Dog Ideal Weight (lbs.) 20
Human Ideal Weight (lbs.) 150
Lbs. the dog is overweight 2 5 10
Human equivalent overweight lbs. 15 38 75


So a 20 lb. dog that is overweight by ‘just’ 5 lbs. is the same thing as a 150 lb. Human being ‘just’ 38 lbs. overweight.


The best way to determine your dog’s ideal weight is to consult with your veterinarian so that they can assess the overall health of your dog and help determine the dog’s ideal weight. Make sure to inform your vet of any previous orthopedic issues or other health issues if they do not have your dog’s full history. Be sure to ask the vet for their honest opinion on this! There are many vets who are uncomfortable informing their clients that their client’s pet is fat.


For those who would like to get a general idea of their dog’s weight, the canine body condition guide is a useful visual guide of how a dog’s body should look.


Once you have your pet’s ideal weight, the next step is to determine how many calories they will need at this weight. I will explain how to do this in the next installment of this series.

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  1. I actually feed less than what is recommended on the bags. The girls are right around 30lbs and they get 1/2 cup twice per day plus treats. They are doing really well and it works for us. The bags of food usually say they need like 2 cups a day or something crazy. I’m like… no way! They’d be 40lbs or more if I fed that! It’s so annoying!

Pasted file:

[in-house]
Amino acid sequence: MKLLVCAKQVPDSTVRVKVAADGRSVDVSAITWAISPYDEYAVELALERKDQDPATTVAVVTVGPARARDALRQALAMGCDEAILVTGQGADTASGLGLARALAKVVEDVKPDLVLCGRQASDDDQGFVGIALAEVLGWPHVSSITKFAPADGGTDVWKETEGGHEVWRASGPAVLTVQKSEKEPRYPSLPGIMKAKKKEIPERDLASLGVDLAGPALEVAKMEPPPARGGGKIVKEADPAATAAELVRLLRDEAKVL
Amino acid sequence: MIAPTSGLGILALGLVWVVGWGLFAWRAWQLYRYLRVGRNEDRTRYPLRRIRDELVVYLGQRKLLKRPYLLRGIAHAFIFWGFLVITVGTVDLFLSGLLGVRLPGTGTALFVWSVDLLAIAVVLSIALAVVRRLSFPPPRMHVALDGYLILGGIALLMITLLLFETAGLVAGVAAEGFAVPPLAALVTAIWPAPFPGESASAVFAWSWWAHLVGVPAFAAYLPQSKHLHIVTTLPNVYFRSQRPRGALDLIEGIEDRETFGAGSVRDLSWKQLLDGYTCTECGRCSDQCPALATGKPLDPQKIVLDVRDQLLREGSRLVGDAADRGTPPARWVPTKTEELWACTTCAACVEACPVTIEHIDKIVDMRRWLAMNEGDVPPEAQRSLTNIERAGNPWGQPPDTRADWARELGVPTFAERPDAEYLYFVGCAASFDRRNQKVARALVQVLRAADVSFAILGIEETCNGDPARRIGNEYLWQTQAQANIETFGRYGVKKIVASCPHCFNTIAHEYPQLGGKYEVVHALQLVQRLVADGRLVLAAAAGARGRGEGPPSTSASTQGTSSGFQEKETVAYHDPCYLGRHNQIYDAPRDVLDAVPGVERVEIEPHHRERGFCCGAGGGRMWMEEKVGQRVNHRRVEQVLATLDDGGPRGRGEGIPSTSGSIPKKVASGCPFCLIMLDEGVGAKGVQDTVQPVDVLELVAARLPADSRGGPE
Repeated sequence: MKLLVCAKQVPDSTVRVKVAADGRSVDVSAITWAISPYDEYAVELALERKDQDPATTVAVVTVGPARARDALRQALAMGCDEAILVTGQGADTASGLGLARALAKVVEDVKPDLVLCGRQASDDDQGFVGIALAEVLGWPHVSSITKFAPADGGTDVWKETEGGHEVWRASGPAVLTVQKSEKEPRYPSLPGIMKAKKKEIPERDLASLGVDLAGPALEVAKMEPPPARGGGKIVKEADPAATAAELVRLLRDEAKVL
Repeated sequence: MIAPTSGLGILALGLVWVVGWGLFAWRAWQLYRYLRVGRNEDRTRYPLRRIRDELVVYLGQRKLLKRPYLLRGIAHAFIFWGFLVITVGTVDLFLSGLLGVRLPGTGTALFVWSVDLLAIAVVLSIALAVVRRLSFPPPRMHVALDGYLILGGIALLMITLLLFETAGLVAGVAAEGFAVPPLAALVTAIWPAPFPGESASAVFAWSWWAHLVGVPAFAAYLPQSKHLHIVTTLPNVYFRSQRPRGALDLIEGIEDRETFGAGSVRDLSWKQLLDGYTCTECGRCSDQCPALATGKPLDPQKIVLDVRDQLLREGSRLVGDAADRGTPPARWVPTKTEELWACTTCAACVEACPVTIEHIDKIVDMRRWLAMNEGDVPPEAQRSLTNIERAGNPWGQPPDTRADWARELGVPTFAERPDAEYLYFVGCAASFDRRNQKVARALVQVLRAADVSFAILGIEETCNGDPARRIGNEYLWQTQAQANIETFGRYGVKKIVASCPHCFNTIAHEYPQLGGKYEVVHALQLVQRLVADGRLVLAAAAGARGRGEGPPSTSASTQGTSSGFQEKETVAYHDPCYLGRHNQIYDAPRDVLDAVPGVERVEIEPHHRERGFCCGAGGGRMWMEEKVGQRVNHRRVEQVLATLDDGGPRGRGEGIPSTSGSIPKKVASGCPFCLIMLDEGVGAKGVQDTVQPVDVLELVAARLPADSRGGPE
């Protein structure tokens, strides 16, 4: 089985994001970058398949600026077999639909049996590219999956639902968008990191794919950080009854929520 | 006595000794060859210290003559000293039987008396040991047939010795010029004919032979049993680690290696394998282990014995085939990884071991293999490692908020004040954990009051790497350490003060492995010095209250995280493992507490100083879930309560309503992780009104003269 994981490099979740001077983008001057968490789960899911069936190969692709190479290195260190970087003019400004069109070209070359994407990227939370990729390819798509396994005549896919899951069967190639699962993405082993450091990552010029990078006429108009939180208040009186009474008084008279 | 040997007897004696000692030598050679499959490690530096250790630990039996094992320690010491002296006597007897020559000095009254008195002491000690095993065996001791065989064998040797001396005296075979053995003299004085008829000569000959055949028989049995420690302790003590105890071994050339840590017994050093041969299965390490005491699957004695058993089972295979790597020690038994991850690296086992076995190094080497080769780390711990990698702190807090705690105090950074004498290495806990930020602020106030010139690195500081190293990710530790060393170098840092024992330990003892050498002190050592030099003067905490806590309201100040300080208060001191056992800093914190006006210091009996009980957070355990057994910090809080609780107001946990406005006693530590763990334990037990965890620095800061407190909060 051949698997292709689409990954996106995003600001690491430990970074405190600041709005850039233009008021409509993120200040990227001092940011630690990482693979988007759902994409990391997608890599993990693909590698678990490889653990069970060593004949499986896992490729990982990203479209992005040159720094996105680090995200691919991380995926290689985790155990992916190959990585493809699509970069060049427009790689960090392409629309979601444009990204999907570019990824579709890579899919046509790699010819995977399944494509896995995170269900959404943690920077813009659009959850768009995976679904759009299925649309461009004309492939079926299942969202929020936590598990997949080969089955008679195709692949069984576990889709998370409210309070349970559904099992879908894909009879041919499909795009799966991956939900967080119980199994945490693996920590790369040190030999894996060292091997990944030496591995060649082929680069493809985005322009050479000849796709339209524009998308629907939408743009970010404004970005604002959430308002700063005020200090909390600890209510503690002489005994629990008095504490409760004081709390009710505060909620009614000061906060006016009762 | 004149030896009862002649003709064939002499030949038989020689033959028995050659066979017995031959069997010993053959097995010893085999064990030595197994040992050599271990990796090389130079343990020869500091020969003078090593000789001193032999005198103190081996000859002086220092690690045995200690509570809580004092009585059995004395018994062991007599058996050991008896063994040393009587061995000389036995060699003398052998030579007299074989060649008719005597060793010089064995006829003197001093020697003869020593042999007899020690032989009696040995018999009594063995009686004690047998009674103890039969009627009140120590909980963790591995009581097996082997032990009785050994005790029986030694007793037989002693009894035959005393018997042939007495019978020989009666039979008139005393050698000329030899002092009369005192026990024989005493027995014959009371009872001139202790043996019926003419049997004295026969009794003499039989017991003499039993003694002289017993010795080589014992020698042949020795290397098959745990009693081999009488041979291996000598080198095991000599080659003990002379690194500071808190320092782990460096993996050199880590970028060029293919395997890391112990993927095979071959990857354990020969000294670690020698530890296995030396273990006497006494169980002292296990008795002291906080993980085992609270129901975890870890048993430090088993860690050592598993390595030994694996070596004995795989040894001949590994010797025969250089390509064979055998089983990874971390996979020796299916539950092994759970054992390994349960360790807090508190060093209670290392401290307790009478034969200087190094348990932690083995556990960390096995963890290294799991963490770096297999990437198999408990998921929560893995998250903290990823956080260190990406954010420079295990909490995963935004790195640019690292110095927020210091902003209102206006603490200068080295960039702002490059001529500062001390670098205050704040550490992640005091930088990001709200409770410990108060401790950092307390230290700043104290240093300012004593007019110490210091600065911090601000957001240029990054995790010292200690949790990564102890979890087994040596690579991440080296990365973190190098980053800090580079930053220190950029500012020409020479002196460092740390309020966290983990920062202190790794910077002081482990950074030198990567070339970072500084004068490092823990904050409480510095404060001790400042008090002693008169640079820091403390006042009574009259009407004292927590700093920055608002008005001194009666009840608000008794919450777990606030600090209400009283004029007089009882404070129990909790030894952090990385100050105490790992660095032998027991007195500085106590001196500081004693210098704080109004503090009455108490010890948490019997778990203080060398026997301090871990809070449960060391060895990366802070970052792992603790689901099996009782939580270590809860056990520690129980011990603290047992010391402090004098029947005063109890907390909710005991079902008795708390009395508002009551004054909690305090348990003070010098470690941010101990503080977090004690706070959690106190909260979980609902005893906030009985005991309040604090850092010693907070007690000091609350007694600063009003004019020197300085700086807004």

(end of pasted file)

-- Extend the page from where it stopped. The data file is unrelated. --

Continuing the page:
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  2. “only 5 lbs”… that’s a lot for a dog and we worked like horses for months till “only 5 lbs” were gone …
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  3. It is hard for humans to judge how much smaller pets really need to eat, that is a fact. Really never feed as directed on a food bag either as it is almost always too much. Lastly, those ridiculous treat bags where it says no more than seven cookies a day or something ridiculous like that…what are they thinking. I think most pet parents have no clue, read the bag and go, but there is so much more to know and watch for and they have no idea how to figure it out. It is sad food companies don’t provide better feeding info on their products, but most of them are concerned more with selling food than the weight of pets being fed their food. That is our opinion on it all.
    Emma recently posted…Freeze Dried Treats For TroublemakersMy Profile

  4. The nice part about having pups with short coats is that it’s a lot easier for me to keep tabs on their weight. Extra pounds are tough on any pup, but with larger breeds to problem compounds significantly.

  5. Yeah, I’m not a fan of the bag feeding guidelines or food scoops. Neither are very accurate, in my opinion. Over the winter the dogs did tend to gain extra weight, so this winter when they are not as active as they are now, I will be giving them a little less and keeping an eye on their waistlines!
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  6. I am proud that Bentley is the correct weight. It is so important for dogs and cats to stay a healthy weight.